Royal Warrants: Influencer marketing for 2017 or an outdated tradition?
The Royal Warrant is a symbol of quality that proves either the Queen, the Duke of Edinburgh or the Prince of Wales have been buying your product for 5 years. The long history of the royal warrants is arguably the first use by a brand of an endorsement to promote their products – the first influencer marketing. It screams Britishness, but should brands be celebrating it?
Some certainly think so – Unilever recently acquired even more royal warrants for Marmite and others, they argue that the warrant “has the advantage of boosting the export market where brands bearing the Royal Warrant are highly valued in the Far East, USA, China and the Commonwealth”. It seems the export market is where the Royal Warrant has the most value for British brands today, where the royal brand is moving from strength to strength.
However, when it comes to customers closer to home, the value of the Royal Warrant is less clear. When 230 adults were surveyed, 70% said that the Royal Warrant was not likely to influence their purchase of a product. Though 83% thought the warrants suggested quality, 42% were indifferent to them, 45% thought they were not important or not at all important – only 13% thought they had any importance. So, while valuable abroad, the warrants seem less relevant to UK consumers, and not really influencing their purchasing behaviour.
The British identity conferred by the royal warrants is something that some brands choose to celebrate. As we argued in this blog, celebrating British is not enough to convert shoppers by itself – you still need other complementary reasons to believe to convince shoppers they should choose you. Underpinning this with your British-made credentials and this will help you to win post-Brexit, but by itself, British is not enough.
Recent research suggests that going local might be a better way forward. Nearly three quarters of people surveyed by Trinity Mirror feel that it’s their local community that defines who they are – suggesting that brands should potentially be looking at connecting with communities at a city, town or even village level to really connect. 60% feel that brands should be doing more to show commitment to local areas, but many are also sceptical of brands getting involved so brands need to be careful to get involved in the right way. By focussing on local nuances and with real craft, Rachel Forde argues this is the way forward.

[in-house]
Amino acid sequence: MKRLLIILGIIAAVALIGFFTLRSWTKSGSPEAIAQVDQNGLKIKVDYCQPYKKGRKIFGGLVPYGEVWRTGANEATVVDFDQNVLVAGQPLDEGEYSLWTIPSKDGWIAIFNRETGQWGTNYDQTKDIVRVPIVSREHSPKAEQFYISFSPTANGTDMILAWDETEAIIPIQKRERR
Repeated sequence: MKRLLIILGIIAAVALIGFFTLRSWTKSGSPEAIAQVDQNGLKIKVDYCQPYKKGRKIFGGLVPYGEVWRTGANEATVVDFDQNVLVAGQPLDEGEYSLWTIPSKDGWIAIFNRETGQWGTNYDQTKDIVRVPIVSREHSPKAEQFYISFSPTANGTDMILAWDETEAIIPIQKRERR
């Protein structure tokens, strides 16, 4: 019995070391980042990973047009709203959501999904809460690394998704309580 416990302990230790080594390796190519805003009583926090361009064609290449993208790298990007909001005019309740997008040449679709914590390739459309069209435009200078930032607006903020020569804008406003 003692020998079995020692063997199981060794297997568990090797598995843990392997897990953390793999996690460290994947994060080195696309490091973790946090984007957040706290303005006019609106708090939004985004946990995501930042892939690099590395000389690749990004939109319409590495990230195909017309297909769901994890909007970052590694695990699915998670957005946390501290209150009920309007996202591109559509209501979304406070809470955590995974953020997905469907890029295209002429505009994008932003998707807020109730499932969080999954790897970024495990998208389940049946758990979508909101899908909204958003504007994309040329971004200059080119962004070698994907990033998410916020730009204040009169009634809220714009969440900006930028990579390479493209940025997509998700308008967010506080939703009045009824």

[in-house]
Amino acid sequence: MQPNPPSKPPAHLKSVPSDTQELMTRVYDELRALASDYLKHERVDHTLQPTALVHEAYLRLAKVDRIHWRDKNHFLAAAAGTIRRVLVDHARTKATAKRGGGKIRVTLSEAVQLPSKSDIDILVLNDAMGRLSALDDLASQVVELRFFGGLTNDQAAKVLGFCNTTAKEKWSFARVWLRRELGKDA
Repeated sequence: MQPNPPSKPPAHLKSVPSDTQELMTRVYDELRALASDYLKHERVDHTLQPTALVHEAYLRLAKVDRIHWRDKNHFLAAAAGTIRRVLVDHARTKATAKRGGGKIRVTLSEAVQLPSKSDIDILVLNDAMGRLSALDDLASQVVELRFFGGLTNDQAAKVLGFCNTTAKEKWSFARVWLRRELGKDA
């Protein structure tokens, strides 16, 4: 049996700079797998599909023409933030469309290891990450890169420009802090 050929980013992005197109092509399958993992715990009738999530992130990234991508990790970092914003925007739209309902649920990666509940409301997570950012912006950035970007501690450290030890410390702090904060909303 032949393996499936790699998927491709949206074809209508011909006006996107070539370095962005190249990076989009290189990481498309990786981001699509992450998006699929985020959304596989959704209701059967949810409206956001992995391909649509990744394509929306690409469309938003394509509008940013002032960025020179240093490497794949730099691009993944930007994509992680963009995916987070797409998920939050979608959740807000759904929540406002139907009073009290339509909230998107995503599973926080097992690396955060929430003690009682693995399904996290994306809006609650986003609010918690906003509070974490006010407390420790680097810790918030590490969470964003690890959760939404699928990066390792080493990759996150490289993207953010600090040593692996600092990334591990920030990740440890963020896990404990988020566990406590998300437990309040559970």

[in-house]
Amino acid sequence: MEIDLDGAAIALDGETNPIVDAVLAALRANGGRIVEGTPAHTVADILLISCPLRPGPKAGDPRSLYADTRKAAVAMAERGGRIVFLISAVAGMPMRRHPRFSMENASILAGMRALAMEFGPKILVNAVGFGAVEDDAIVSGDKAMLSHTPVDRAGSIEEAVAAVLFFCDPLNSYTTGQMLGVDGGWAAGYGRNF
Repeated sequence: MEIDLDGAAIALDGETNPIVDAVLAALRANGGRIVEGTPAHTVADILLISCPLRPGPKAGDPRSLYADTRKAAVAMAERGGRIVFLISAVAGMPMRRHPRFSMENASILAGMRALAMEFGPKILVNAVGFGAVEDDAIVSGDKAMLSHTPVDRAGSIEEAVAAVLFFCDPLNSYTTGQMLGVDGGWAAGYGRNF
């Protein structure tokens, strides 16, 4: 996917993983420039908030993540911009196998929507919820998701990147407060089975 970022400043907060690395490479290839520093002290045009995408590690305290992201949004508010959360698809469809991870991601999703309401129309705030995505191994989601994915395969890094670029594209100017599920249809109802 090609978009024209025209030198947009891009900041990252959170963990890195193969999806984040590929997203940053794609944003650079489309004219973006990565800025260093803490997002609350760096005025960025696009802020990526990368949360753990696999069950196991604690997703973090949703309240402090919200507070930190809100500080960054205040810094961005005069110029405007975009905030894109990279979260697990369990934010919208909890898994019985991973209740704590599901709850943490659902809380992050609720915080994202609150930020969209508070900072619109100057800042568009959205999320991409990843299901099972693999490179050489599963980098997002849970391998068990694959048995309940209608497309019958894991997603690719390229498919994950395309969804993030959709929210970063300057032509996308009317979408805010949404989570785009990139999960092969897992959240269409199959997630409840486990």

So, Royal Warrants are perhaps not as influential as they used to be, but they do still convey quality and are valuable particularly in export markets. When it comes to British consumers, leading with the royal endorsement and focussing on the brand’s British credentials will probably not be enough by itself to convert shoppers. Instead, focusing on local may be the way forward.
Schweppes: Alchemy Bar
Fancy a G&T? For London Cocktail Week, Schweppes have launched a pop up bar in Covent Garden, where you can experiment with flavours, learn to create bubbles and gin. There is also a secret room where they are showcasing their new tonic, 1783.
Ikea: Ultimate House Party
To celebrate their 30th birthday, Ikea are throwing the ‘ultimate house party’. Running for a week from 18th October in a townhouse in Soho, you can "party like it’s 1999, 1989, 2009, 2019 and 2049".
Mastercard and Swarovski: VR
Mastercard and Swarovski have paired up to create a new VR shopping app. In the app, you can enter a unique shopping environment, walking through five areas of a virtual home to browse the new Atelier Swarovski home décor line. Learning about the stories behind each piece, you can then see descriptions, prices and pay in the app by using the new Masterpass technology that allows you to purchase in the VR experience simply by focussing your gaze on a particular button.